“The electric things have their life too.”
First published in the late 1960’s, Philip K. Dick’s Do Androids Dream of Electric Sheep? is an odd book that plays straight for the most part but wanders into disjointed realms (on purpose) at times. I picked this book up for three bucks at a local Dollar General store. Having heard about the book for years and both of the films that were inspired by it (Blade Runner (1982) and 2017’s Blade Runner 2049), I decided to see what all the fuss was about.
I’ve never seen either of the films that this book is based upon nor have I read the book until just recently. I have to admit that I really enjoyed the book, especially its dystopian setting and the bleakness of the entire read. The story focuses on a bounty hunter named Rick Deckard who is tasked with eliminating six android adversaries. The six androids are new Nexus-6 models that are almost impossible to distinguish from humans. The androids murdered their owners on Mars and escaped to Earth in the hopes of blending into society. As the story goes along, Deckard encounters an android that makes him question his motives for “retiring” the murderous models, teams up with a fellow bounty hunter that may or may not be an android himself, and goes on the hunt for a live animal for his wife, Iran.
Without giving too much away, I was very intrigued by the story involving Resch, the bounty hunter that begins to doubt his own humanity as a result of a massive fabrication made by the androids. When Deckard begins working with him, it gave me a lot of insight into Deckard’s true feelings. I also enjoyed the androids, particularly Pris Stratton and Luba Luft. Luft proves to be quite prepared to keep herself alive and she does a fine job of holding off Deckard for the most part. Pris uses a “chickenhead” named John Isidore to hide herself and two other androids. Isidore is called a chickenhead because that term is used to describe humans who have slowed mental capabilities or other deficiencies due to the effects of radiation following World War Terminus.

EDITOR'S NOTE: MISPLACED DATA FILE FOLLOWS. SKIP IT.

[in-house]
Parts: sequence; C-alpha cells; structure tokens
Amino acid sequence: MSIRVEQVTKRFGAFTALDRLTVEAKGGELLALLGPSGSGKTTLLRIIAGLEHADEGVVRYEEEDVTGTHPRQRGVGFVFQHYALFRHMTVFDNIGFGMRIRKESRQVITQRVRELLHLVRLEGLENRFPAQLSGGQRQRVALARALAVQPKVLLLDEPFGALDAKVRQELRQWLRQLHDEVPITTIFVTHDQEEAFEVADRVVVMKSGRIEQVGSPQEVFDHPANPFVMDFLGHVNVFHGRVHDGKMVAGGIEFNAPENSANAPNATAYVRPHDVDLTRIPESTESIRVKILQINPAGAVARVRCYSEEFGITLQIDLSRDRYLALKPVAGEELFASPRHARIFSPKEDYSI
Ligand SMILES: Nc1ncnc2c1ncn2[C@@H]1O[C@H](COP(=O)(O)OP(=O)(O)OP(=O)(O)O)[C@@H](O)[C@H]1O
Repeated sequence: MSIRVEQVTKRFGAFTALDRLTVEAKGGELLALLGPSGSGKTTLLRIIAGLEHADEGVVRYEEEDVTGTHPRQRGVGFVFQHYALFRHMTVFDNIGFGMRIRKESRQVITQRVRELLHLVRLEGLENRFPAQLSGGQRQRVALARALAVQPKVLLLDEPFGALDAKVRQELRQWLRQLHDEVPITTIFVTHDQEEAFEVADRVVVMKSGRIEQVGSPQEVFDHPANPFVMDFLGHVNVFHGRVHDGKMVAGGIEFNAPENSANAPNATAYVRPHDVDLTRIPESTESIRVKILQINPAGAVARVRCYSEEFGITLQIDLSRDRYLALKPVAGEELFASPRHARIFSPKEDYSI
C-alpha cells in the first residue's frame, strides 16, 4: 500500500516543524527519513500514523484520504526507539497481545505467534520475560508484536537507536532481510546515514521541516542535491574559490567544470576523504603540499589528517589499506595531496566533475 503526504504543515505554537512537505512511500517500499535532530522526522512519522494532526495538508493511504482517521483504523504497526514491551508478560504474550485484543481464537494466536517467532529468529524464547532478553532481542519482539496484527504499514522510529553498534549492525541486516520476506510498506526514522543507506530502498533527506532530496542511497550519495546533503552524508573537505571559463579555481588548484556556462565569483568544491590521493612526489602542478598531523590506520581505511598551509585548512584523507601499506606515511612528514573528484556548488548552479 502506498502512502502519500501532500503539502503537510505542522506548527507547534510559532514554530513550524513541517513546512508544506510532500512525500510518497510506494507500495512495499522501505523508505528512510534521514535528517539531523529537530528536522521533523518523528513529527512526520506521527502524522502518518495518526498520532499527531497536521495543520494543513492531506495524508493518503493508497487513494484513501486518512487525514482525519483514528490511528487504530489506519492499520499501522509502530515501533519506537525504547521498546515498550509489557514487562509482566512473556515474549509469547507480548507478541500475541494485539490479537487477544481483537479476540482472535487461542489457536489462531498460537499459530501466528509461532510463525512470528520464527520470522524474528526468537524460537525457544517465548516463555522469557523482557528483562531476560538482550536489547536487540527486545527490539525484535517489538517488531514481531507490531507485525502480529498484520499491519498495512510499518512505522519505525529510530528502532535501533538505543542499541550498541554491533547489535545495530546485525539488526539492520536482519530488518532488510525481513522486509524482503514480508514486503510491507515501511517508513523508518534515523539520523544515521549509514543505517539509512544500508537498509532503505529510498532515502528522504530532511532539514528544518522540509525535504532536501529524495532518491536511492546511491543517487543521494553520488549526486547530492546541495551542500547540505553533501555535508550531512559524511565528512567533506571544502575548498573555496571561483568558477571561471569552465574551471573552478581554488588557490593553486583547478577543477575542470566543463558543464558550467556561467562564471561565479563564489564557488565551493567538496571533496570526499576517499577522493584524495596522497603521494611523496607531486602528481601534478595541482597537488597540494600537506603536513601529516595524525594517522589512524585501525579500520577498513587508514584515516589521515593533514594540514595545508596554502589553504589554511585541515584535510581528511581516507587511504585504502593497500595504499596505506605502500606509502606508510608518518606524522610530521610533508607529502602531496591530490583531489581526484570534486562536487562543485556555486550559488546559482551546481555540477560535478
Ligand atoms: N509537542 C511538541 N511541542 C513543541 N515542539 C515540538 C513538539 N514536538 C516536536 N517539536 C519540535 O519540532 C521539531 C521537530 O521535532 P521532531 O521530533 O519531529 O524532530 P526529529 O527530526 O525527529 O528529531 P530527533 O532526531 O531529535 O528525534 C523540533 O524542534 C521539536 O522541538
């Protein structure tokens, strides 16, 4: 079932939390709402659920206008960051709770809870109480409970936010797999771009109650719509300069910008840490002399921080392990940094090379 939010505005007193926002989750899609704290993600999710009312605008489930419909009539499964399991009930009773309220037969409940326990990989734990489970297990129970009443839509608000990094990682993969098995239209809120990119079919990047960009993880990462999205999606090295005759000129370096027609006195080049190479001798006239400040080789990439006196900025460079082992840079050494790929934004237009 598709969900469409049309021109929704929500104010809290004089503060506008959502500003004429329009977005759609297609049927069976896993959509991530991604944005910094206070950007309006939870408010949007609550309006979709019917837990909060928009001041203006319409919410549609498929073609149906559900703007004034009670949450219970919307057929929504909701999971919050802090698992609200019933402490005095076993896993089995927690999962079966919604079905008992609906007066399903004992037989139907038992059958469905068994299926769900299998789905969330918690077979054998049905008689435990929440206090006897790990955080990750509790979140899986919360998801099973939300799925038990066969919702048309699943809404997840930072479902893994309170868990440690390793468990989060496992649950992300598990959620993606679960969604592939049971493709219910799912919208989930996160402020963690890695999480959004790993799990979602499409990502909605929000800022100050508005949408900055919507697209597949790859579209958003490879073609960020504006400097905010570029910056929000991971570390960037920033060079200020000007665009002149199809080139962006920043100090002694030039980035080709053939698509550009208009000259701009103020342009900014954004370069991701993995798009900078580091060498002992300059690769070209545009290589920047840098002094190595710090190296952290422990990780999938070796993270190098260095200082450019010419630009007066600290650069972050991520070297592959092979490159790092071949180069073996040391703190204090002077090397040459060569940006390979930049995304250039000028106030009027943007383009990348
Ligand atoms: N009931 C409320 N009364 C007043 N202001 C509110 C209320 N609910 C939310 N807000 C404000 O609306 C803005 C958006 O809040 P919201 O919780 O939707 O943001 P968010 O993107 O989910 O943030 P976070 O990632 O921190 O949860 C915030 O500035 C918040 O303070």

The story reveals how humans are losing their own humanity, resorting to following a religion known as Mercerism, which uses virtual reality to trigger empathy within people. It involves an old guy getting hammered by rocks and eventually leads to Deckard and Isidore both experiencing virtual reality bizarreness, but you’ll have to read the book to catch what’s happening and define it for yourself. Humans also use Penfield Mood Boxes to literally dial up an emotional state, encouragement, denial, and more. Again, this shows how humans are losing their humanity and, in reality, the androids are probably more human than….humans.
This book makes you think and I quite enjoyed reading it. Deckard isn’t necessarily the nicest of guys and I actually preferred the android moments more than his own. I recommend checking this book out. It’s definitely worth a read. It’s also convinced me to watch both of the Blade Runner flicks. When I do get a chance to see them, I’ll be sure to blog about them here.
Thanks for checking out my post. I’m currently reading a book about fan fiction therapy and…..it’s a task. I’ll be sure to let all of you know how good or bad it is very soon!